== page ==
Similar findings have been reported in previous studies with significantly lower rate of participation with variety of environmental barriers such as architectural, discrimination, social attitudes, cost of services or programs, inaccessible facilities [11- 15]. Few researchers have attempted to explore the factors acting as barriers and facilitators in environmental as well as personal context in stroke patient’s ambulatory activities in community [11-13]. However, all these studies have been done abroad and have emphasized on personal factors of stroke patients. To the best of our knowledge, this is the first Indian study in which an attempt was made to explore the environmental barriers to community participation in stroke patients. We ensured that the questionnaire designed includes all the factors in the local environment and is applicable to community participation for a patient with stroke. Also, an important aspect of the present study is that the environmental barriers were identified from the patient’s perspective. Individual response to disease course and the patient attitude towards community participation are important considerations in a clinician’s decision-making process. During stroke rehabilitation, a consideration of the environmental barriers likely to be encountered by a patient in the community may be essential for determining the likelihood of successful community ambulation . In the past, a therapist-centered approach was considered to be important in guiding the various therapeutic activities facilitating normal movement. However, the treatment paradigm in stroke rehabilitation has shifted to a more patientcentered approach that involves establishing a problem solving strategy whereby patients are actively involved in the decision making process. Such a concept has been shown to be beneficial in improving physical and cognitive function , demonstrating how this approach could have a direct impact on community ambulation ability.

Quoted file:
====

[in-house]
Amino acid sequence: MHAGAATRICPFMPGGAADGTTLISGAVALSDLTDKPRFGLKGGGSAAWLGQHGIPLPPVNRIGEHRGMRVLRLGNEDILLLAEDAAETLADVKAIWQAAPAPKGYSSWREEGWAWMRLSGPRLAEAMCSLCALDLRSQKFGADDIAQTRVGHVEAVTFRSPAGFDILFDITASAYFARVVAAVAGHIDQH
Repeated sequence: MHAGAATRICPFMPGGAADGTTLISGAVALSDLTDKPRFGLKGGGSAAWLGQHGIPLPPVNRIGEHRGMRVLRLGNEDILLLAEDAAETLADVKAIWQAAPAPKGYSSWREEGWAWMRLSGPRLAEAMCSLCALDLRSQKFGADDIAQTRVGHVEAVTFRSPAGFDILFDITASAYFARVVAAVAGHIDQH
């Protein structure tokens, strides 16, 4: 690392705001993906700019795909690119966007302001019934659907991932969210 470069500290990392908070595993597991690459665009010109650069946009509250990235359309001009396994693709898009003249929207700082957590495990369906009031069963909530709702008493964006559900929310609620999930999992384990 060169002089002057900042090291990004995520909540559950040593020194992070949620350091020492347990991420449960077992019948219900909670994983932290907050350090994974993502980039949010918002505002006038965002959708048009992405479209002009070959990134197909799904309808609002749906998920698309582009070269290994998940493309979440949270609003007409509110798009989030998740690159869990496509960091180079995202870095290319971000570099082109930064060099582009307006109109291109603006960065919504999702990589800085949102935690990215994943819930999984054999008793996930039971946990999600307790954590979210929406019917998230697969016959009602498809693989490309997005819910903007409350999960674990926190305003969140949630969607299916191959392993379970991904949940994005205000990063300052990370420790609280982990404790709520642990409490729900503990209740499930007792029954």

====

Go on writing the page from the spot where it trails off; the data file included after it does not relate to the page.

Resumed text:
Another highlight of this study is the use of ICF for designing the questionnaire. One of the important applications of ICF is for environmental assessment for universal design, implementation of mandated accessibility, identification of environmental facilitators and barriers, and changes to social policy: How can we make the social and built environment more accessible for all persons, those with and those without disabilities? Can we assess and measure improvement? ICF can provide the framework for comprehensive and coherent disability-related social policy such as devising eligibility criteria for disability pensions, developing regulations for access to assistive technology, or mandating housing or transportation policy that accommodates individuals with mobility, sensory or intellectual disability; and anti-discrimination legislation, etc.